In accordance with resolution 3369 (XXX), adopted on 10 October 1975, I call on the Observer for the Organization of the Islamic Conference.
I have the privilege of addressing the General Assembly in the middle of its fiftieth-anniversary session. This is a memorable experience, especially since this session coincides with the twenty-fifth-anniversary year of the Organization of the Islamic Conference (OIC), the intergovernmental Organization of 51 Islamic States and four observer States which I have the honour to serve and represent here today.
On behalf of the general secretariat of the OIC, I wish to speak on agenda item 32, entitled "Cooperation between the United Nations and the Organization of the Islamic Conference".
At the outset, I should like to take this opportunity to congratulate the President and his colleagues in the Bureau on their election to their high offices. At the same time, I wish to join other delegations in paying a richly deserved tribute to His Excellency Mr. Amara Essy of Cote d'Ivoire, the President at the last session, and the other members of the outgoing Bureau for steering the work of the General Assembly so successfully throughout its forty-ninth session.
In our assessment, the report (A/50/573) of the Secretary-General which is before us provides a useful analysis of and informative perspective on the status of cooperation between our two Organizations and between our respective specialized agencies and institutions in many areas of common interest in the year 1995. It amply reflects the leadership of His Excellency Mr. Boutros Boutros-Ghali, Secretary-General of the United Nations, in directing the United Nations system in the implementation of resolution 49/15 of 25 November 1994, which called for continued cooperation between the United Nations and the Organization of the Islamic Conference in their common search for solutions to global problems relating to international peace and security, disarmament, self-determination, decolonization, fundamental human rights, economic development and technical cooperation. I should like to seize this opportunity to convey to the President of the General Assembly -- and, through him, to the Secretary-General and the executive heads of the various United Nations funds, programmes and specialized agencies -- the satisfaction and sincere thanks of the Secretary-General of the OIC, Mr. Hamid Algabid, and of the executive heads of our several specialized and affiliated institutions for their unstinting cooperation in pursuing this common endeavour with success throughout the past year.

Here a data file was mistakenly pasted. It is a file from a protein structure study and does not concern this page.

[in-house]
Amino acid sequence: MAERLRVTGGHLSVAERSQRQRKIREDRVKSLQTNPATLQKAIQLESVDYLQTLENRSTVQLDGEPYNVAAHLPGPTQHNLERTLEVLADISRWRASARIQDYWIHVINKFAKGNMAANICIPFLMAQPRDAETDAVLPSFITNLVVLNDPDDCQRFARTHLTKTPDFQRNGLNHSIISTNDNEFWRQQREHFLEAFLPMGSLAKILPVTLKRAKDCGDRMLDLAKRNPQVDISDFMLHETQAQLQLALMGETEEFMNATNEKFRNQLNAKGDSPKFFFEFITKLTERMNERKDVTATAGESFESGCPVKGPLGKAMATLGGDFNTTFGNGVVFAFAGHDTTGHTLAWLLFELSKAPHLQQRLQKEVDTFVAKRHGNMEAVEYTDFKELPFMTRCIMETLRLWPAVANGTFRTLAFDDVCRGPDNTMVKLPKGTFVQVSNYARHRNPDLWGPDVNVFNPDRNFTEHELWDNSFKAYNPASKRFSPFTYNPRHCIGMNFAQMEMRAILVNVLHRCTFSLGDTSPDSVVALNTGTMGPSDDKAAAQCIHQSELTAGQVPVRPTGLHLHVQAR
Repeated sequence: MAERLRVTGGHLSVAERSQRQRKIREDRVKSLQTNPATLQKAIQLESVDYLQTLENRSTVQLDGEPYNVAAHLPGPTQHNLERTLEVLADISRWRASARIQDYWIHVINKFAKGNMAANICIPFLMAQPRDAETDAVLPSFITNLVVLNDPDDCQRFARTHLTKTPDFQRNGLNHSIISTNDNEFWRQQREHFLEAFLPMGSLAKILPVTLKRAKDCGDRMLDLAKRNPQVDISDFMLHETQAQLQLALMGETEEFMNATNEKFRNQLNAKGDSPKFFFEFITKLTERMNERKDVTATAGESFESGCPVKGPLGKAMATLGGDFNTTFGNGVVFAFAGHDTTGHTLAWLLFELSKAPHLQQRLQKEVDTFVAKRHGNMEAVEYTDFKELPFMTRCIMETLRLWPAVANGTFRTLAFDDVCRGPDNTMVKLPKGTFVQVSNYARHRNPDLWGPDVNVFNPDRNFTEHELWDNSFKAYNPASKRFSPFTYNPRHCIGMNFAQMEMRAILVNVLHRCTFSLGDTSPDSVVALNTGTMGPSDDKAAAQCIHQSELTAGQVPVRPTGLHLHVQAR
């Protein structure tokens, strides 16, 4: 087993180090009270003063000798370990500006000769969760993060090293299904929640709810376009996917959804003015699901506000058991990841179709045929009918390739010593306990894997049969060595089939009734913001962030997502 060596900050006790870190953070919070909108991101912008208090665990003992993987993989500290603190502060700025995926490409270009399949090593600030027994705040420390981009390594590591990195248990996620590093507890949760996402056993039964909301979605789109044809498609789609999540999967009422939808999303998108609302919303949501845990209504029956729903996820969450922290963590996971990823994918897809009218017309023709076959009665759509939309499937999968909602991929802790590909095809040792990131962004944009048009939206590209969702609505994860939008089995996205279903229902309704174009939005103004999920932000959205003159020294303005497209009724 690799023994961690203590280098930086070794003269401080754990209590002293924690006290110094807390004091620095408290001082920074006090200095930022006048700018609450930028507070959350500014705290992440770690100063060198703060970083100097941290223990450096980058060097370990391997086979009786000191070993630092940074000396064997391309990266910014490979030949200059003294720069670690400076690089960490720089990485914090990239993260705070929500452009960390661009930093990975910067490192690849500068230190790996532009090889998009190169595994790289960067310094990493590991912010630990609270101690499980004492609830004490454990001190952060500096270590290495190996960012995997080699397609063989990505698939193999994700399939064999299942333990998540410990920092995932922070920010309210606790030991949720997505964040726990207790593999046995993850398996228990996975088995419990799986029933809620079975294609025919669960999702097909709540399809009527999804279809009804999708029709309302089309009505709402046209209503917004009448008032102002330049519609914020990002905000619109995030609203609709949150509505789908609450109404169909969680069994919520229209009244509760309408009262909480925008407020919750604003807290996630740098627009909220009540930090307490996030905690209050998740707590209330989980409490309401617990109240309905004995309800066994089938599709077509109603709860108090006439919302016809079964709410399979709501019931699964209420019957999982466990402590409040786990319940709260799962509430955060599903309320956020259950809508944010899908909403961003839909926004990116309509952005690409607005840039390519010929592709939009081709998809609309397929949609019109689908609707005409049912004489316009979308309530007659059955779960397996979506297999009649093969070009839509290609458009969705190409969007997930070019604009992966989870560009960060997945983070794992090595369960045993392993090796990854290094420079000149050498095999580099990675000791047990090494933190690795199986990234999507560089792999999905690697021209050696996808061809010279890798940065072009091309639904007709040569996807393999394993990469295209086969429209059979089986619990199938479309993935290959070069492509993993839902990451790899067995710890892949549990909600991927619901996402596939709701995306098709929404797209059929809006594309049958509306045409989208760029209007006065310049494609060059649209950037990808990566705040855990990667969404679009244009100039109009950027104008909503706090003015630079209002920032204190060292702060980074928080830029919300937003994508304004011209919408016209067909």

It was particularly encouraging to note that besides continuing to expand our mutual cooperation in several economic, social and humanitarian sectors, which goes back about 20 years, serious impetus has been given to the aspect of the Assembly's resolution 49/15 which called for strengthening cooperation between our two Organizations in the political field. This is indeed timely, and it is responsive to some of the priority concerns of our member States, all of which, are also Members of the United Nations and are represented here today. In saying this, I have in mind the preoccupation of our two Organizations with some serious political issues being faced in Bosnia and Herzegovina, Afghanistan, Palestine, Jammu and Kashmir, Tajikistan, Cyprus, Somalia and other places that are enduring the effects of formidable human conflicts.